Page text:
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Infrastructure programs are essential to achieving USAID’s development objectives in health, education, economic growth, food security, governance and post-conflict and post-disaster reconstruction. In FY 2012, USAID spent approximately $2.0 billion on energy and infrastructure.
USAID’s approach to infrastructure improvements is more than just bricks and mortar, pipes and wire. It also involves establishing effective and sustainable service providers and institutions that can operate, maintain and renew critical facilities. The Agency’s approach to infrastructure also emphasizes identification and application of best practices, and learning based on evidence of effectiveness.
USAID’s energy program focuses on the following five areas:
- Energy sector reconstruction in countries recovering from conflict and natural disasters
- Clean energy under the USAID’s Global Climate Change Program
- Energy for economic growth in a limited number of countries
- Energy for health, agriculture and education programs
- Energy access
Our energy programs emphasize several themes, including promoting energy sector reforms that are widely recognized as prerequisites to private investment, access and sustainability. We also support and scale up innovative technologies. Examples include: innovative metering; the use of cell phones for water bill payment in Kenya and reporting of broken hand pumps in Afghanistan; and renewable-diesel hybrid systems for hospitals, schools and agriculture. Launched in June 2012, USAID’s Powering Agriculture: An Energy Grand Challenge for Development is using $10 million to leverage over $15 million in other donor and private contributions to find clean energy solutions that will transform agriculture and empower farmers in the developing world. The E&I Office is also providing essential technical input to the Power Africa initiative.
Engineering and Urban Programs
Engineering: USAID, through the Bureau of Economic Growth, Education and Environment’s Office of Energy and Infrastructure (E3/E&I), provides support by licensed Professional Engineers to its field missions not only for the design and implementation of traditional large-scale infrastructure programs, such as roads and bridges, potable water and sanitation, energy, post-disaster and conflict reconstruction, but also for health, school, and judiciary facilities, housing, solid waste, protective structures, and preservation of cultural heritage structures. The E&I Office is also leading an historic world-wide construction assessment that will review all USAID programs.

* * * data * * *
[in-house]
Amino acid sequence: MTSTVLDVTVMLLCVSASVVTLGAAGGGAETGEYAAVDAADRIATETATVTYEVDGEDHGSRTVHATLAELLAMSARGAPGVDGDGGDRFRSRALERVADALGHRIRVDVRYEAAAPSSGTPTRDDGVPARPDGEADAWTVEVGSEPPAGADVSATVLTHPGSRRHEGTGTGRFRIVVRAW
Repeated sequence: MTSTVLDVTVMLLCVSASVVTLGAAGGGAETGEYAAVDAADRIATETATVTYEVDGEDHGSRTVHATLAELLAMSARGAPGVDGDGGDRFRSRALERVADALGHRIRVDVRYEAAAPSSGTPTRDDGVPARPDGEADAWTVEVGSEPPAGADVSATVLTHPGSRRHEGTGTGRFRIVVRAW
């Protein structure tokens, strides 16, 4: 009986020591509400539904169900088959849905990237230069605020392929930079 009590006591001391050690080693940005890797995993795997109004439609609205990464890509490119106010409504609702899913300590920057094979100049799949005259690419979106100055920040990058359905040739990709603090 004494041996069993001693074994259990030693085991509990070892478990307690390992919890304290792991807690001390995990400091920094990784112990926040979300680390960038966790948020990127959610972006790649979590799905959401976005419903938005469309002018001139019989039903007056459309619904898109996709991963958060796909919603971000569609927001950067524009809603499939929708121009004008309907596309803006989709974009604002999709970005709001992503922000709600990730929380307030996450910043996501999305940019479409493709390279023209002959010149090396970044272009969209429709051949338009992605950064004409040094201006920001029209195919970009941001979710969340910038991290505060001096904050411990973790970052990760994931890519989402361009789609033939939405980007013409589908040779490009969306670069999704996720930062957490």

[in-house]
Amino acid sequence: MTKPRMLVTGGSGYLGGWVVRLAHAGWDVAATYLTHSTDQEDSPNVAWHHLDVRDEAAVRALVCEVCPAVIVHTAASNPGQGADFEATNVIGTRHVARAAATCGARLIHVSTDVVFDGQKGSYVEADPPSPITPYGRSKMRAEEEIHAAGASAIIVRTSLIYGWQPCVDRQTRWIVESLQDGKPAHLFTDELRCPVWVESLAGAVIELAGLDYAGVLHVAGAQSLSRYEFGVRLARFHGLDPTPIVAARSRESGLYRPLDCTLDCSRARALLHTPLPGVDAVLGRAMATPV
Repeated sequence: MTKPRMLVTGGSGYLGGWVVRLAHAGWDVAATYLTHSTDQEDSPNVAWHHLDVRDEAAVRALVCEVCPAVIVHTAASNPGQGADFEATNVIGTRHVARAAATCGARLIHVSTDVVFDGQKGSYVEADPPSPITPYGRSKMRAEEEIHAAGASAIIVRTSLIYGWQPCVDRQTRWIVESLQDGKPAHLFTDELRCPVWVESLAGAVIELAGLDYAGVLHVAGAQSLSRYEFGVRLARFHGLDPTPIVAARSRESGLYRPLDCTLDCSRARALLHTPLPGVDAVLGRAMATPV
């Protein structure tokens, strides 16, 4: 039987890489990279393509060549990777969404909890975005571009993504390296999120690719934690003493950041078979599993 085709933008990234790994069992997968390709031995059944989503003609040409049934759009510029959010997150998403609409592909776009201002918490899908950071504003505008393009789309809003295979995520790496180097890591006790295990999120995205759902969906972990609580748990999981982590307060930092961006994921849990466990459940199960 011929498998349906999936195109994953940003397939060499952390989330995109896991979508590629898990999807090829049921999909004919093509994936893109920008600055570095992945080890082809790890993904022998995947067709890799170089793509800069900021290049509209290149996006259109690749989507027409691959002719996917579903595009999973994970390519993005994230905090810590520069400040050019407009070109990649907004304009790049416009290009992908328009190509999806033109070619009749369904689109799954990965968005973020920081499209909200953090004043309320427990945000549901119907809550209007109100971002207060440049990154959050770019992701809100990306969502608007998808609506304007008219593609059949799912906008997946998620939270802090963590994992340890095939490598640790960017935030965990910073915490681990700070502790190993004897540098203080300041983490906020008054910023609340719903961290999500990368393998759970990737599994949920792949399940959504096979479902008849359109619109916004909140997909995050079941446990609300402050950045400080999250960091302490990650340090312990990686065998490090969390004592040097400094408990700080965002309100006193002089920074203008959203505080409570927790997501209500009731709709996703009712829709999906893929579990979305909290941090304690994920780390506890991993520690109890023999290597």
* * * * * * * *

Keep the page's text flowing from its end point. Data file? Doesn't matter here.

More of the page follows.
Urban Services: The majority of the world’s population now lives in urban areas, which is where most of the world’s energy is consumed and where most infrastructure is located. The majority of services, many of which depend on energy and infrastructure, are now also delivered in urban areas. In addition to physical infrastructure, USAID works to improve the governance framework for urban service delivery. The agency is currently finalizing an Urban policy that will guide future interventions world-wide; the E&I Office will take the lead in drafting the Implementation Guidance for the Agency. The policy will help USAID achieve its goals for climate change, global health, and food security.
Information and Communications Technologies (ICT) Programs
We seek to accelerate the deployment of accessible broadband telecommunications infrastructure to bridge the digital divide between urban and rural areas. Through the Global Broadband and Innovations (GBI) program, we identify opportunities to reduce costs and enhance program performance in all sectors through affordable access to broadband. The GBI approach is focused on broadband infrastructure rather than private, project-level solutions, to achieve sustainable and broader benefits at a lower cost.
E3’s Office of Energy and Infrastructure (E3/E&I)
With 24 employees and an annual budget of approximately $17 million, E3/E&I is an essential service provider, repository of technical expertise, and “force multiplier” for the agency’s missions world-wide.
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Last updated: August 16, 2013